Eared Grebe - Podiceps nigricollis
FWP Conservation Tier
Basic plumage of the Eared Grebe is blackish top of head, back of neck, and mantle; rump white; sides, flanks, and front of neck grayish; chin, throat, and belly white; iris is bright red throughout the year (Cullen and Nuechterlein, 1999).
Summary of Observations Submitted for Montana
Number of Observations:
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Map Help and Descriptions
(direct evidence "B")
(indirect evidence "b")
No evidence of Breeding
(regular observations "W")
(at least one obs. "w")
(Records associated with a range of dates are excluded from time charts)
1500 at Ennis Lake, 1958 in May. Bozeman area migration periods: April 12 to June 1 and August 1 to November 30; peaks May 3 and October 15.
Shallow lakes and ponds with vegetation and macroinvertebrate communities, rarely on ponds with fish. They prefer saline habitats at all seasons, allowing them to escape fish predators and have an abundance of invertebrates (Cullen and Nuechterlein, 1999).
Ecological Systems Associated with this Species
- Details on Creation and Suggested Uses and Limitations
How Associations Were Made
We associated the use and habitat quality (high, medium, or low) of each of the 82 ecological systems mapped in Montana for
vertebrate animal species that regularly breed, overwinter, or migrate through the state by:
- Using personal observations and reviewing literature that summarize the breeding, overwintering, or migratory habitat requirements of each species (Dobkin 1992, Hart et al. 1998, Hutto and Young 1999, Maxell 2000, Foresman 2001, Adams 2003, and Werner et al. 2004);
- Evaluating structural characteristics and distribution of each ecological system relative to the species’ range and habitat requirements;
- Examining the observation records for each species in the state-wide point database associated with each ecological system;
- Calculating the percentage of observations associated with each ecological system relative to the percent of Montana covered by each ecological system to get a measure of “observations versus availability of habitat”.
Species that breed in Montana were only evaluated for breeding habitat use, species that only overwinter in Montana were only evaluated for overwintering habitat use, and species that only migrate through Montana were only evaluated for migratory habitat use.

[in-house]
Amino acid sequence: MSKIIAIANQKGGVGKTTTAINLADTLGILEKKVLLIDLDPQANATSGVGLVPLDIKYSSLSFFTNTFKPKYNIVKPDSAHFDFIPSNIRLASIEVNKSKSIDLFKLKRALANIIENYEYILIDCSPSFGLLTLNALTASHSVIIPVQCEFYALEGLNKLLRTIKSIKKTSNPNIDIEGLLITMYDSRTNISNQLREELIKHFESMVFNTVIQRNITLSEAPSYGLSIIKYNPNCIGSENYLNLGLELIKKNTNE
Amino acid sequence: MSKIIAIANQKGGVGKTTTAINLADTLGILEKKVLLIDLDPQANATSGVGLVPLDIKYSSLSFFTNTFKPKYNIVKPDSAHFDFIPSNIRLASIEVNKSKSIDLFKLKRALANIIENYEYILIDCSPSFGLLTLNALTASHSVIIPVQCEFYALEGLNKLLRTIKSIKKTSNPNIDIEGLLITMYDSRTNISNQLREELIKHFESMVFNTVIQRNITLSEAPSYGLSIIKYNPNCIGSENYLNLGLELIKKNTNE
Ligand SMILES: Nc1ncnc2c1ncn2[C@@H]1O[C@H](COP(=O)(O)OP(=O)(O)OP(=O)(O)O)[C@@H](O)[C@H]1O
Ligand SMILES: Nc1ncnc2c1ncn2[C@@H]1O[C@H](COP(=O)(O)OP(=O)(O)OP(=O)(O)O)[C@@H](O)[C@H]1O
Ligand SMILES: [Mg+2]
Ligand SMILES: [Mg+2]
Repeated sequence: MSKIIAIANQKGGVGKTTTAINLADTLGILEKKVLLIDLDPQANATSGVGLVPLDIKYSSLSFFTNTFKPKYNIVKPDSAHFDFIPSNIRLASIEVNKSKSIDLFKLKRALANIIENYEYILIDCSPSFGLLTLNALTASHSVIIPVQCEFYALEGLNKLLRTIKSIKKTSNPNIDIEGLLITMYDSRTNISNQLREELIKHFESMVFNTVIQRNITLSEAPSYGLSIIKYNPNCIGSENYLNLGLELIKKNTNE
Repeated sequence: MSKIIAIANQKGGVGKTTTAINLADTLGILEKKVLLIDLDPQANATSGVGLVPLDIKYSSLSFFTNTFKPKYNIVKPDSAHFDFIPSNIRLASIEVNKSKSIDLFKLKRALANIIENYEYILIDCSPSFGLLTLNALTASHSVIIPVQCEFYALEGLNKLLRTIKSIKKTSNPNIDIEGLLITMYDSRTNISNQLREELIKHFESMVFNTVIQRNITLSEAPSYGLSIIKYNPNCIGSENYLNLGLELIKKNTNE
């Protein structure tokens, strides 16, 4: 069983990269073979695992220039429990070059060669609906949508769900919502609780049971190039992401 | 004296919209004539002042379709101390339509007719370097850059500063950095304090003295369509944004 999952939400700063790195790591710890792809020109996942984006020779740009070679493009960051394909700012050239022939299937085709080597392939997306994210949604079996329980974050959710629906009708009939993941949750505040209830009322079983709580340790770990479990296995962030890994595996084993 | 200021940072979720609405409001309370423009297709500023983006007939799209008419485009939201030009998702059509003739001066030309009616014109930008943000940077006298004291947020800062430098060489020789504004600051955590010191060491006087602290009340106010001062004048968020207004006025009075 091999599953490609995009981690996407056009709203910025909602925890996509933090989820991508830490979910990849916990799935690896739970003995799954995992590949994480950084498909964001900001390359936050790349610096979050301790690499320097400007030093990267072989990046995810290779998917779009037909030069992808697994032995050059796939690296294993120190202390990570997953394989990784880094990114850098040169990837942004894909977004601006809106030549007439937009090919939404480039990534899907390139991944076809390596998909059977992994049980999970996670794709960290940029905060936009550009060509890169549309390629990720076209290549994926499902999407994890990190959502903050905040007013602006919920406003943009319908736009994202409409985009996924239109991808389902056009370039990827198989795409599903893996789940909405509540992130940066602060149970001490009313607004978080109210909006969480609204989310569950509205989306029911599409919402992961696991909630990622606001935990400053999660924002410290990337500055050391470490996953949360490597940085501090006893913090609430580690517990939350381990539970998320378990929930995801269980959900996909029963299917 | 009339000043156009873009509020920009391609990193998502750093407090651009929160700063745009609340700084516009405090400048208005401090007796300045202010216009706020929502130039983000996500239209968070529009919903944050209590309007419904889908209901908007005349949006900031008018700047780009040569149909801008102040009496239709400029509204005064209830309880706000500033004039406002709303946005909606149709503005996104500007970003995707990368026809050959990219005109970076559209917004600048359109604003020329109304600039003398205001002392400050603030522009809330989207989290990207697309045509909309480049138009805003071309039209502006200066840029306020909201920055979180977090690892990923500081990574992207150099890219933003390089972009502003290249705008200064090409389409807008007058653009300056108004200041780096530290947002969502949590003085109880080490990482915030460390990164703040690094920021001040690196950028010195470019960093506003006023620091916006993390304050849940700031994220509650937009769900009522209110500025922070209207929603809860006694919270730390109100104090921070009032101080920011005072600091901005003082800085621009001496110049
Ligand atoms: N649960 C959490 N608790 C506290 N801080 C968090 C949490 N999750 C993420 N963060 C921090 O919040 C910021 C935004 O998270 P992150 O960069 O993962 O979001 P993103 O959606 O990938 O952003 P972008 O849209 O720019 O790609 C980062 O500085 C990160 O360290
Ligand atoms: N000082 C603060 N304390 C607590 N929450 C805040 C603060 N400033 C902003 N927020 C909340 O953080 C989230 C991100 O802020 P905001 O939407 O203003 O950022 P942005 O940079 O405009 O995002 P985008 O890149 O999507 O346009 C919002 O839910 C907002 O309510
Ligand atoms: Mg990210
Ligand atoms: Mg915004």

In general, species were associated as using an ecological system if structural characteristics of used habitat documented in the literature were present in the ecological system or large numbers of point observations were associated with the ecological system.
However, species were not associated with an ecological system if there was no support in the literature for use of structural characteristics in an ecological system, even if
point observations were associated with that system.
High, medium, and low habitat quality was assigned based on the degree to which the structural characteristics of an ecological system matched the preferred structural habitat characteristics for each species in the literature.
The percentage of observations associated with each ecological system relative to the percent of Montana covered by each ecological system was also used to guide assignments of habitat quality.
If you have any questions or comments on species associations with ecological systems, please contact Bryce Maxell at firstname.lastname@example.org
or (406) 444-3655.
Suggested Uses and Limitations
Species associations with ecological systems should be used to generate potential lists of species that may occupy broader landscapes for the purposes of landscape-level planning.
These potential lists of species should not be used in place of documented occurrences of species (this information can be requested at: http://mtnhp.org/requests/default.asp
) or systematic surveys for species and evaluations of habitat at a local site level by trained biologists.
Users of this information should be aware that the land cover data used to generate species associations is based on imagery from the late 1990s and early 2000s and was only intended to be used at broader landscape scales.